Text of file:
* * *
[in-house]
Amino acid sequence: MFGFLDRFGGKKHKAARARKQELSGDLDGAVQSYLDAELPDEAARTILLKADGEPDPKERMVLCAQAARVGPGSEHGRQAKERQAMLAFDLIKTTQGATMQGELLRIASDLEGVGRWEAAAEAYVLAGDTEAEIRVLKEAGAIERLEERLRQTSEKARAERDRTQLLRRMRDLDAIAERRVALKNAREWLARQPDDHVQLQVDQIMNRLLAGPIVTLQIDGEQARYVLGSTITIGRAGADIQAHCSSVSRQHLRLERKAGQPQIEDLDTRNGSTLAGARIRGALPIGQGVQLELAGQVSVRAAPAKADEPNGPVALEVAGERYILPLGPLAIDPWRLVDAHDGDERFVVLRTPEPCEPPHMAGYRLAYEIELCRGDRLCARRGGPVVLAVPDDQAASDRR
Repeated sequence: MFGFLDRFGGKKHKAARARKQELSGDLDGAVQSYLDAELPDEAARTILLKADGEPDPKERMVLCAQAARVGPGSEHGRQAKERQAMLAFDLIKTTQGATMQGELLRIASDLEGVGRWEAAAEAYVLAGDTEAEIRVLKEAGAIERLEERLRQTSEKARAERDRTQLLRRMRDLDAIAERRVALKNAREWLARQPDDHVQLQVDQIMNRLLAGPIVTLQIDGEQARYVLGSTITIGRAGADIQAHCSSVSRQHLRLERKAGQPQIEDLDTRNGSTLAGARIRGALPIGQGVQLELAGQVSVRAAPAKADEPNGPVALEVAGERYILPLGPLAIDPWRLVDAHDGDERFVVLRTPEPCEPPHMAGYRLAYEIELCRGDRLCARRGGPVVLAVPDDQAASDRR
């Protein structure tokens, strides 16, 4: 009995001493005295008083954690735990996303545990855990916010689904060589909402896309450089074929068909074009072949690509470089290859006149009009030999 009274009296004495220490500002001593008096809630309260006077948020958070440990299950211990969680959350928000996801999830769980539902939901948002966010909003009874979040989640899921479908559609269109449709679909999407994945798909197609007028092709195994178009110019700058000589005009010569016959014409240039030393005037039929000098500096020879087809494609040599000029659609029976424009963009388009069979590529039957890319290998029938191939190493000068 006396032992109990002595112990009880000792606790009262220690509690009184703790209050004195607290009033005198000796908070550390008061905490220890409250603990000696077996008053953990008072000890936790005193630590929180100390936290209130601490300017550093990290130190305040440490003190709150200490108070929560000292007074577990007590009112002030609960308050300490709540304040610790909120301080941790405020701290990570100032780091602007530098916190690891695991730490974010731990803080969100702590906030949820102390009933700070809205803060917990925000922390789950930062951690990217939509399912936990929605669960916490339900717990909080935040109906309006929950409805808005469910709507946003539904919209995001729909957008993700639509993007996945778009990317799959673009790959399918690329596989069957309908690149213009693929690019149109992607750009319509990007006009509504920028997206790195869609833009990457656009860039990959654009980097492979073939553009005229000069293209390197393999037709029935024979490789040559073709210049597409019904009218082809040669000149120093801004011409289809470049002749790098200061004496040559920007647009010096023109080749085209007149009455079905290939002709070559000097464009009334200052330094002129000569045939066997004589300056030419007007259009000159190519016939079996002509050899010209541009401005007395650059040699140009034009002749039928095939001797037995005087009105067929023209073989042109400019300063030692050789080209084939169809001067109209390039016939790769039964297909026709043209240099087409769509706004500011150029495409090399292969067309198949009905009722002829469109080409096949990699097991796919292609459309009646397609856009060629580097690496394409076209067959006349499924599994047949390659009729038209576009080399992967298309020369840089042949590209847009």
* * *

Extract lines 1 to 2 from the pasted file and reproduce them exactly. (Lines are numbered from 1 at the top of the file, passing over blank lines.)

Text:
[in-house]
Amino acid sequence: MFGFLDRFGGKKHKAARARKQELSGDLDGAVQSYLDAELPDEAARTILLKADGEPDPKERMVLCAQAARVGPGSEHGRQAKERQAMLAFDLIKTTQGATMQGELLRIASDLEGVGRWEAAAEAYVLAGDTEAEIRVLKEAGAIERLEERLRQTSEKARAERDRTQLLRRMRDLDAIAERRVALKNAREWLARQPDDHVQLQVDQIMNRLLAGPIVTLQIDGEQARYVLGSTITIGRAGADIQAHCSSVSRQHLRLERKAGQPQIEDLDTRNGSTLAGARIRGALPIGQGVQLELAGQVSVRAAPAKADEPNGPVALEVAGERYILPLGPLAIDPWRLVDAHDGDERFVVLRTPEPCEPPHMAGYRLAYEIELCRGDRLCARRGGPVVLAVPDDQAASDRR